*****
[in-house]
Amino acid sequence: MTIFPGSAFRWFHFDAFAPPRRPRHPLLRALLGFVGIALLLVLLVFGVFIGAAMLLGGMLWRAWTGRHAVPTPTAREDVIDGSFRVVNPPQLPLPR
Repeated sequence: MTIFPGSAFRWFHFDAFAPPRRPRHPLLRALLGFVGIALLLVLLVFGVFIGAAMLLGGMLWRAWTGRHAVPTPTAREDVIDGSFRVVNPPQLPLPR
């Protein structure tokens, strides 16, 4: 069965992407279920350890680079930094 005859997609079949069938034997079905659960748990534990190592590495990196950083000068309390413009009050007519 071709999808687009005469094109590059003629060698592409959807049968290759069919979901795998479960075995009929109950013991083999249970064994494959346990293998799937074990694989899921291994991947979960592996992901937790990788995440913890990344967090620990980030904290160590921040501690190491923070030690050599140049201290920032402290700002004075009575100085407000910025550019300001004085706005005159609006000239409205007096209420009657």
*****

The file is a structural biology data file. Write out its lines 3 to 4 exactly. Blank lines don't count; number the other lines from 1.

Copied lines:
Repeated sequence: MTIFPGSAFRWFHFDAFAPPRRPRHPLLRALLGFVGIALLLVLLVFGVFIGAAMLLGGMLWRAWTGRHAVPTPTAREDVIDGSFRVVNPPQLPLPR
């Protein structure tokens, strides 16, 4: 069965992407279920350890680079930094 005859997609079949069938034997079905659960748990534990190592590495990196950083000068309390413009009050007519 071709999808687009005469094109590059003629060698592409959807049968290759069919979901795998479960075995009929109950013991083999249970064994494959346990293998799937074990694989899921291994991947979960592996992901937790990788995440913890990344967090620990980030904290160590921040501690190491923070030690050599140049201290920032402290700002004075009575100085407000910025550019300001004085706005005159609006000239409205007096209420009657």